[Met Performance] CID:118370
La Rondine {16} Metropolitan Opera House: 01/17/1936.

(Review)


Metropolitan Opera House
January 17, 1936


LA RONDINE {16}
Puccini-Adami

Magda...................Lucrezia Bori
Ruggero.................Nino Martini
Lisette.................Editha Fleischer
Prunier.................Marek Windheim
Rambaldo................Louis D'Angelo
Yvette..................Helen Gleason
Bianca..................Thelma Votipka
Suzy....................Helen Olheim
Perichaud...............George Cehanovsky
Crebillon...............James Wolfe
Gobin...................Giordano Paltrinieri
Georgette...............Charlotte Symons
Gabrielle...............Thelma Votipka
Lolette.................Dorothea Flexer
Major-domo..............Arnold Gabor
Dance...................Kyra Blank
Dance...................Daphne Vane
Dance...................Douglas Coudy

Conductor...............Ettore Panizza

Director................Désiré Defrère
Designer................Joseph Urban
Choreographer...........George Balanchine

La Rondine received three performances this season.

Review of W. J. Henderson in the Sun

Miss Bori Has Title Role in Opera Sung Here First Time in Six Years

Puccini's "La Rondine" was given at the Metropolitan Opera House last evening for the first time since December 16, 1929. The work had been introduced there March 11, 1928. In spite of an apparently favorable disposition of the public, it did not have many repetitions. It is not a serious opera and distinctly not "grand." It is a vivacious and lightly conceived musical play mingling humor, farce, tender sentiment and stage show in well planned proportions and is on the whole a pleasing entertainment. It is all about a young lady of the evening called "The Swallow" who lives luxuriously at the expense of a middle aged gentleman named Rambaldo, and her brief excursion a la Camille into the world of romance.

A young countryman, excessively innocent, comes to town, regards the Swallow as all that is noble in woman, wishes to marry her, but is refused by the high-minded courtesan with the confession that she is not the sort of person people marry. While the countryman is seeing Paris we are all taken to the Bal Bullier for a grand spectacular ball room scene and the inevitable love duet. The whole story is light and frothy, but pleasant to observe in its simple unfolding. The action is in general engaging and while the music is assuredly not of Puccini's best, it is none the less grateful to the ear. It has the composer's illusion of facility and his expertness in the use of voices and orchestra.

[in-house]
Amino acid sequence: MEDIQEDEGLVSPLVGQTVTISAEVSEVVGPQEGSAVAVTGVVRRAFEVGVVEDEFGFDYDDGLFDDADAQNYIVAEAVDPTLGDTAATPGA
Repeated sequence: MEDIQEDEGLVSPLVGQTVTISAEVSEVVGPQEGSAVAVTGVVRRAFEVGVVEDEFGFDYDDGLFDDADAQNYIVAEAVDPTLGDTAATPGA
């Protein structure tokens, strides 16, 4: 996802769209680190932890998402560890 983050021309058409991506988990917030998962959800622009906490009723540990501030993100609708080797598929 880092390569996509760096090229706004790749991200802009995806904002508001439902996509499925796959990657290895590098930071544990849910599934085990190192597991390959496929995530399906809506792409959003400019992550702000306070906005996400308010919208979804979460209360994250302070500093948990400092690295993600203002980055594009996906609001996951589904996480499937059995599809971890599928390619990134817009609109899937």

The opera was presented last evening with adequate attention to all its musical and spectacular details. Miss Bori as Magda (La Rondine) was charm incarnate. She sang delightfully, she wore contrasting costumes with keen sense of the picture, she danced with nonchalance and airy grace, and she placed before the audience a not very subtle character clearly and delicately drawn.
Nino Martini was the Ruggiero, the young innocent from the provinces. His voice proved to be well suited to the music and he sang with good style and with sentiment. Perhaps his action could have been more significant, but there are no movie directors on the Metropolitan staff.

Editha Fleischer, the maid, and Marek Windheim as the poet furnished a competent low comedy foil to the sentimental pair and their impersonations added vivacity to the action. Louis D'Angelo comported himself with all the dignity to be expected of a man of experience watching the passing infatuation of his inamorata. All the minor roles were capably handled. The stage management accomplished good results in the Bal Bullier scene which was well mounted and costumed. Members of the American ballet contributed some commendable dancing to this scene. The ensemble was well sung and on the whole every one seemed to be having himself or herself a right profitable evening in gay Paree.

The audience was large and there was evidence that it enjoyed the revival of Puccini's lightest work. There was no sign of emotional enthusiasm, but that could hardly be expected. That kind of demonstration is reserved for highly serious opera. Last evening there were laughter and applause. That is what the creators of the work tried to get.



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